4 Loosen the spindle nut that is threaded on the spindle. As you do, pull the retaining washer away with the nut, allowing the outer tapered roller bearing to become exposed for removal.
5 After removing the nut, retaining washer and outer wheel bearing, remove the hub by pulling it off of the spindle. After the hub is removed, clean the spindle to remove grease.
6 Remove the cover from the master cylinder. Using a syringe or turkey baster, remove as much brake fluid as possible from the master cylinder. Attach hoses to the front wheel cylinder bleeder screws and place the other end of the hoses in containers. Open the bleeder screws and drain all remaining brake fluid. Note the rust color of the brake fluid in the master cylinder, especially in the front bowl.
7 The flexible rubber brake line connects the wheel cylinder to the steel line. The junction is located at the front frame rail where the steel and rubber flexible brake lines are retained by a bracket and U-shaped spring clip.
8 Using quality tubing wrenches, unscrew the male fitting in the hard line from the female fitting in the rubber flexible brake line.
9 Using pliers, remove the spring clip from the frame mounted bracket.
10 Remove the brake shoes and springs and retaining hardware to expose the backing plate and wheel cylinder.
11 Here’s the top backing plate center bolt. Note that it has a retainer that is folded over the bolt shoulders to prevent it from loosening.
12 The folded portions of the retainer must be straightened to remove the bolt. Use a flat blade screwdriver to straighten the retainer and then remove the bolt.
13 Remove the remaining two nuts and bolts that hold the backing plate to the spindle.
14 Install the SSBC caliper brackets so that the caliper will be on the trailing side facing the firewall. Use the special upper spindle anchor bolt and the ½-20 bolts supplied to secure the brackets to the spindle. Torque the upper bolt to 90 to 100 lbs-ft and the lower bolts to 60 to 80 lbs-ft.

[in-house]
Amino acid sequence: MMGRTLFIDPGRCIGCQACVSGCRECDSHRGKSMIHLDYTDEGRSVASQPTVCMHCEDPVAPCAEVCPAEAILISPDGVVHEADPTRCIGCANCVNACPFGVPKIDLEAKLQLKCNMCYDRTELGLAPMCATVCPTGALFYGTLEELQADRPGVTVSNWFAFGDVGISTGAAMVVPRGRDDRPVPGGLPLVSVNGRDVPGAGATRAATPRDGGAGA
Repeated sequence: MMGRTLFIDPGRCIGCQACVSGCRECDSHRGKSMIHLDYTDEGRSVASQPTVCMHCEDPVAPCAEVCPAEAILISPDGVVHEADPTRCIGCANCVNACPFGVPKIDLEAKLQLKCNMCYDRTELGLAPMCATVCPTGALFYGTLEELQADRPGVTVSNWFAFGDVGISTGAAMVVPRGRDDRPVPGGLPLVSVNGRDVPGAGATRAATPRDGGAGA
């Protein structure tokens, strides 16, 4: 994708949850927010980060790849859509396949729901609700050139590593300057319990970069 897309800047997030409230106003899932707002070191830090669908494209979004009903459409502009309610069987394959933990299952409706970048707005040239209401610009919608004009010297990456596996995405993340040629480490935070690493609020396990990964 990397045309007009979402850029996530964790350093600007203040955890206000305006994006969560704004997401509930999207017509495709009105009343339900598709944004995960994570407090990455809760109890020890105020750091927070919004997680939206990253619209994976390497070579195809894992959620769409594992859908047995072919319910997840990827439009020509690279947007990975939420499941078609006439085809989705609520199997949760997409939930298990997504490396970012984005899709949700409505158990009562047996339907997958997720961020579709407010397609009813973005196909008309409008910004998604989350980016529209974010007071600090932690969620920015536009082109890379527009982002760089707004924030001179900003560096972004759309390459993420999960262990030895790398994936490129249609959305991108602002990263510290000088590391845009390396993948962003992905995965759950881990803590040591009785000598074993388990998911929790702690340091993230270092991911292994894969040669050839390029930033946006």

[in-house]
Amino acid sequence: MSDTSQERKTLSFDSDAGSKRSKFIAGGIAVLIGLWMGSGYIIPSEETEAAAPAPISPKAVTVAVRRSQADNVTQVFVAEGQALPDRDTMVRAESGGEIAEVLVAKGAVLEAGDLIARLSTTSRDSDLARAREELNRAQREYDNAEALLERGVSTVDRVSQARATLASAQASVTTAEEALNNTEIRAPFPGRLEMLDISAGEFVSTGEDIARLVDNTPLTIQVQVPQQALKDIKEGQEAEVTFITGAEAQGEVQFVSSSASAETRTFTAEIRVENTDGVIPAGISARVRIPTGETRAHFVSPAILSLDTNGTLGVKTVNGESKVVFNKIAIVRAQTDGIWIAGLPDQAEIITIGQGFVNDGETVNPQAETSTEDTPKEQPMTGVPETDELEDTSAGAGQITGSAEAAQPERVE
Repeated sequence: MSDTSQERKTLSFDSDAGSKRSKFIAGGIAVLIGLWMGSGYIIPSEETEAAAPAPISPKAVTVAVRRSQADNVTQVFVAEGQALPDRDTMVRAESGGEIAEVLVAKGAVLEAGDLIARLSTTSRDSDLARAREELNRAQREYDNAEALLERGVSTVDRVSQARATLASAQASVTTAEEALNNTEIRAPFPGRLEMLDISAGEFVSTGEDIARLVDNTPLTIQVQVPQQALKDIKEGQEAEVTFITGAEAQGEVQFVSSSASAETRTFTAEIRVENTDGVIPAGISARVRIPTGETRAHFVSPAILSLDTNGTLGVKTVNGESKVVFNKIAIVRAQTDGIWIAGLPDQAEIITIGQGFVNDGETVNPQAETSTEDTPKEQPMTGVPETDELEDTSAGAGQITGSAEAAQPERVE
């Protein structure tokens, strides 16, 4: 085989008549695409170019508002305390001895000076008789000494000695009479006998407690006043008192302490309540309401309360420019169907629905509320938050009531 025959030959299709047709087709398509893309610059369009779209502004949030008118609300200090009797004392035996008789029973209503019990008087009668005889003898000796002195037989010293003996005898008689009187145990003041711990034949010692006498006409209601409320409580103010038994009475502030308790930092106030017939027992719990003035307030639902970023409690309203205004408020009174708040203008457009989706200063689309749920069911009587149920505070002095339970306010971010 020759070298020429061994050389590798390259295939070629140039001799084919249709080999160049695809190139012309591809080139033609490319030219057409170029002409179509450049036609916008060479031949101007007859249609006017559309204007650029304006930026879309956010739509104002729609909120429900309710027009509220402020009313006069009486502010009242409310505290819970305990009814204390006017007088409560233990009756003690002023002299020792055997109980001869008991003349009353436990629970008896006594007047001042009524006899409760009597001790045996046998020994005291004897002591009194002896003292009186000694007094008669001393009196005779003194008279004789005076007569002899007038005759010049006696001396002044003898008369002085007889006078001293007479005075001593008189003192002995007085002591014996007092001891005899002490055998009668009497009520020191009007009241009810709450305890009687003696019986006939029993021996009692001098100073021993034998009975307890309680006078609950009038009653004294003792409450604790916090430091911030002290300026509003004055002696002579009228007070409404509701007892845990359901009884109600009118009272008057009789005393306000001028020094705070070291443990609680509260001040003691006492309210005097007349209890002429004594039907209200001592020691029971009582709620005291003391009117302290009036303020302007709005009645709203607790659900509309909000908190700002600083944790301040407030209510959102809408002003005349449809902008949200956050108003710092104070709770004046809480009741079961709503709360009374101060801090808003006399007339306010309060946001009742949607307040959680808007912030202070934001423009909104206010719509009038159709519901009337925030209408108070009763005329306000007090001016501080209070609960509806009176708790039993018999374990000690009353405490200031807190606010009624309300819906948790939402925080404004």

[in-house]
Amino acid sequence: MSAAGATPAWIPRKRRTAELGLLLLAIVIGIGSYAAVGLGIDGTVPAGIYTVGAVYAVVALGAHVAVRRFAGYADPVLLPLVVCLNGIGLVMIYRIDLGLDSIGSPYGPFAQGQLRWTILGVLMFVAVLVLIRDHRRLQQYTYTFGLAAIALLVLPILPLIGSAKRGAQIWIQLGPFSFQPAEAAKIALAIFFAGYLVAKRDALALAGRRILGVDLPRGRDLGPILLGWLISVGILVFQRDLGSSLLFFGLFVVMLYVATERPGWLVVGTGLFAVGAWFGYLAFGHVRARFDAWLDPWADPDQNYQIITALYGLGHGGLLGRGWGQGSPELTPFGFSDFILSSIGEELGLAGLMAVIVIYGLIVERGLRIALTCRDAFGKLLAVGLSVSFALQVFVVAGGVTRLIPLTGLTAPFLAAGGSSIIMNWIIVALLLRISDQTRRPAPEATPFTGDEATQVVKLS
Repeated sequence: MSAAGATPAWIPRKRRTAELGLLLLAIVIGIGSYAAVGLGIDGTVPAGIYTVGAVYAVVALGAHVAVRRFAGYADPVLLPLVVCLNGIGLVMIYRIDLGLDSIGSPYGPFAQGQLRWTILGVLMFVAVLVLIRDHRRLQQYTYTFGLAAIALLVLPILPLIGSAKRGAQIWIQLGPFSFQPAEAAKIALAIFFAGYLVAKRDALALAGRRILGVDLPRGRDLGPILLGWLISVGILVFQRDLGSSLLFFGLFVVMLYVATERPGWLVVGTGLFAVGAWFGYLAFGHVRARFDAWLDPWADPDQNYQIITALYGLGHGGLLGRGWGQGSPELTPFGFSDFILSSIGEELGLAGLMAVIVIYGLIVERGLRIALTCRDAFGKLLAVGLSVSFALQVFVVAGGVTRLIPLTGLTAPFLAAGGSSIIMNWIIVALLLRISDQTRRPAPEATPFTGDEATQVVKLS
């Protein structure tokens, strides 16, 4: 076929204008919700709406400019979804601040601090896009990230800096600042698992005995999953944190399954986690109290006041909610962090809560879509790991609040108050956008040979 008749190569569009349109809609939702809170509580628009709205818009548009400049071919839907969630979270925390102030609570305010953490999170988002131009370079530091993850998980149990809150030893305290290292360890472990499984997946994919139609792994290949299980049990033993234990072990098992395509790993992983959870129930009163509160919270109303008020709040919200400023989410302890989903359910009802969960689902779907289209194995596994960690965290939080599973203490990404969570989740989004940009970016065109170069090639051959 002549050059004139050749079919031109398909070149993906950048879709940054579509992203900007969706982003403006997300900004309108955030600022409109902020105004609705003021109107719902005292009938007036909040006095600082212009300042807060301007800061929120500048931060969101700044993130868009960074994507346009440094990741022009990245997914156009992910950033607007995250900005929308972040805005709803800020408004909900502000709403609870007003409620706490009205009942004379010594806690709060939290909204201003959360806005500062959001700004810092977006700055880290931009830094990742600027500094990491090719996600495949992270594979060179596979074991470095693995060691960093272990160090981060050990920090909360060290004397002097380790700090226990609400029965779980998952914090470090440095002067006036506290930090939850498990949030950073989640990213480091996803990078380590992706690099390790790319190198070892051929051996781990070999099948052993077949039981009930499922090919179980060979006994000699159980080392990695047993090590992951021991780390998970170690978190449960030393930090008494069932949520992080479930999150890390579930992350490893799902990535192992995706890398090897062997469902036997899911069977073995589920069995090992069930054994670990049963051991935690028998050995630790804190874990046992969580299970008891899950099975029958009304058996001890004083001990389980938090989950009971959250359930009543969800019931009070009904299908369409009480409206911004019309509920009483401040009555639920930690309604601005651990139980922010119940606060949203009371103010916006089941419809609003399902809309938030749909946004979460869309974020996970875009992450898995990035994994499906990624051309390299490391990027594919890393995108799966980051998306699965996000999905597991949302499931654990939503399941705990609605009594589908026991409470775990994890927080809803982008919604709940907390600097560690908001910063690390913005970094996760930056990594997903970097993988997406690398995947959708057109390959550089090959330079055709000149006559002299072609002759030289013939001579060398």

15 With the spindle clean, slide the spindle spacer provided in the kit onto the spindle with the beveled side facing inward.
16 After greasing the new inner wheel bearing and race with high-quality wheel bearing grease, install the wheel bearing and grease seal in the back of the rotor hub. Be sure to use the correct tool to install the grease seal and make sure that it seats properly.
17 Install the rotor onto the spindle and install outer wheel bearing after greasing the bearing and race.
18 Install the retaining washer and spindle nut next. Torque the spindle nut to 12 lbs-ft. While turning the rotor, loosen nut one flat and insert cotter pin. If the slot and pin holes do not line up, turn the nut back enough to insert cotter pin. Make sure that the rotor spins freely.
19 Install the cotter pin through slot and bend it. Using a rubber mallet, install the dust cover, being sure to tap on the corners, not the face of the cover when attaching.
20 With pads installed in the caliper, place one of the supplied spacers on each mounting bolt between the caliper and bracket. The pointer illustrates the correct placement of the spacer. Lube the bolts with silicone-based grease, slide the caliper over the rotor and tighten bolts to 40 lbs-ft.
21 With the caliper in place, install the new brake flex line. Secure the end of the flex line with a banjo bolt, using a copper crush washer on either side of the fitting and screw into back of caliper. Temporarily connect the flex line to the 12-point retaining bracket on the frame and secure with the U-shaped spring clip. Turn the steering assembly through a full left-to-right turn, noting that the flex line does not twist or double bend. If there is no problem, use the tubing wrenches to complete the connection.
22 This Camaro was factory-equipped with manual drum brakes and we are upgrading to manual front disc brakes. The SSBC kit includes a larger master cylinder that is a direct bolt-on replacement. Disconnect the two brake lines on the left side of the old master cylinder, using a six-point box wrench, followed by removing the two nuts from the studs that attach the master cylinder to the firewall.
23 The master cylinder and distribution block are removed from the firewall. The master cylinder attaches to the two upper studs. The stock pushrod is reused with the new master cylinder and no adjustment to the pushrod is required.
24 Here’s a comparison of original and replacement master cylinders. The replacement master cylinder from SSBC is larger, and looks much like the master cylinder Chevrolet used on first-gen Camaros with optional front disc brakes. The attachment points for mounting both master cylinders and the location for the brake lines is the same.